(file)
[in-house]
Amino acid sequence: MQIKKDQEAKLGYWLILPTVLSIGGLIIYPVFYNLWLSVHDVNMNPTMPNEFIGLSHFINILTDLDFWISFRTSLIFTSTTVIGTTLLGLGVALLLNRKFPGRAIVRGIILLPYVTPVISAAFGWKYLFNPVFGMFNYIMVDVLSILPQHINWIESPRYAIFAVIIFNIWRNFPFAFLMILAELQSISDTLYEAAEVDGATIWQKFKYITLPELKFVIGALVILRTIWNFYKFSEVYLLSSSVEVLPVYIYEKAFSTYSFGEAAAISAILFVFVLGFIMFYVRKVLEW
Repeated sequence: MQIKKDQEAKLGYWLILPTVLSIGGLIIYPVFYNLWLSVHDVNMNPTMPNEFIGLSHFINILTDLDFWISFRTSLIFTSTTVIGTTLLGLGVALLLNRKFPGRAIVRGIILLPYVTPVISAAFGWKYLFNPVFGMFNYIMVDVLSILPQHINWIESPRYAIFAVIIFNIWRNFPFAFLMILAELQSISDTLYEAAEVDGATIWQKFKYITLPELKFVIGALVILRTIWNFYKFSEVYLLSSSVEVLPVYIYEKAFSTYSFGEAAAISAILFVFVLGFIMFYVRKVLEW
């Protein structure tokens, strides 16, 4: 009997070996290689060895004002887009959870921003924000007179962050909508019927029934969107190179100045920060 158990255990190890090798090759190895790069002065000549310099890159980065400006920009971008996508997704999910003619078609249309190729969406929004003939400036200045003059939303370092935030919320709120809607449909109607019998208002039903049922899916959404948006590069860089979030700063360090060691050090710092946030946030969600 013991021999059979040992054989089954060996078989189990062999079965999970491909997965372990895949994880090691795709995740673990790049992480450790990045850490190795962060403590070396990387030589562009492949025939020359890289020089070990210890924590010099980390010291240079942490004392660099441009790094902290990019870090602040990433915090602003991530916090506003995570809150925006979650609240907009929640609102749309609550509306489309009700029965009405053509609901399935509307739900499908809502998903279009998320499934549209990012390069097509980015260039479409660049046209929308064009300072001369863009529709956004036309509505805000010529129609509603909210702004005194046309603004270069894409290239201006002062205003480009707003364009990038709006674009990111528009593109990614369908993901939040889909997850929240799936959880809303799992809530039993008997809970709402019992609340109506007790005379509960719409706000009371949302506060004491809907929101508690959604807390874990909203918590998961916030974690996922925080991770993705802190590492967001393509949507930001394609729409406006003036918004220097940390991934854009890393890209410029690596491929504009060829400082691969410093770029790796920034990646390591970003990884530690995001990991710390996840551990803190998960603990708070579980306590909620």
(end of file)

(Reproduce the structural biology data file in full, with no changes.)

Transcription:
[in-house]
Amino acid sequence: MQIKKDQEAKLGYWLILPTVLSIGGLIIYPVFYNLWLSVHDVNMNPTMPNEFIGLSHFINILTDLDFWISFRTSLIFTSTTVIGTTLLGLGVALLLNRKFPGRAIVRGIILLPYVTPVISAAFGWKYLFNPVFGMFNYIMVDVLSILPQHINWIESPRYAIFAVIIFNIWRNFPFAFLMILAELQSISDTLYEAAEVDGATIWQKFKYITLPELKFVIGALVILRTIWNFYKFSEVYLLSSSVEVLPVYIYEKAFSTYSFGEAAAISAILFVFVLGFIMFYVRKVLEW
Repeated sequence: MQIKKDQEAKLGYWLILPTVLSIGGLIIYPVFYNLWLSVHDVNMNPTMPNEFIGLSHFINILTDLDFWISFRTSLIFTSTTVIGTTLLGLGVALLLNRKFPGRAIVRGIILLPYVTPVISAAFGWKYLFNPVFGMFNYIMVDVLSILPQHINWIESPRYAIFAVIIFNIWRNFPFAFLMILAELQSISDTLYEAAEVDGATIWQKFKYITLPELKFVIGALVILRTIWNFYKFSEVYLLSSSVEVLPVYIYEKAFSTYSFGEAAAISAILFVFVLGFIMFYVRKVLEW
């Protein structure tokens, strides 16, 4: 009997070996290689060895004002887009959870921003924000007179962050909508019927029934969107190179100045920060 158990255990190890090798090759190895790069002065000549310099890159980065400006920009971008996508997704999910003619078609249309190729969406929004003939400036200045003059939303370092935030919320709120809607449909109607019998208002039903049922899916959404948006590069860089979030700063360090060691050090710092946030946030969600 013991021999059979040992054989089954060996078989189990062999079965999970491909997965372990895949994880090691795709995740673990790049992480450790990045850490190795962060403590070396990387030589562009492949025939020359890289020089070990210890924590010099980390010291240079942490004392660099441009790094902290990019870090602040990433915090602003991530916090506003995570809150925006979650609240907009929640609102749309609550509306489309009700029965009405053509609901399935509307739900499908809502998903279009998320499934549209990012390069097509980015260039479409660049046209929308064009300072001369863009529709956004036309509505805000010529129609509603909210702004005194046309603004270069894409290239201006002062205003480009707003364009990038709006674009990111528009593109990614369908993901939040889909997850929240799936959880809303799992809530039993008997809970709402019992609340109506007790005379509960719409706000009371949302506060004491809907929101508690959604807390874990909203918590998961916030974690996922925080991770993705802190590492967001393509949507930001394609729409406006003036918004220097940390991934854009890393890209410029690596491929504009060829400082691969410093770029790796920034990646390591970003990884530690995001990991710390996840551990803190998960603990708070579980306590909620």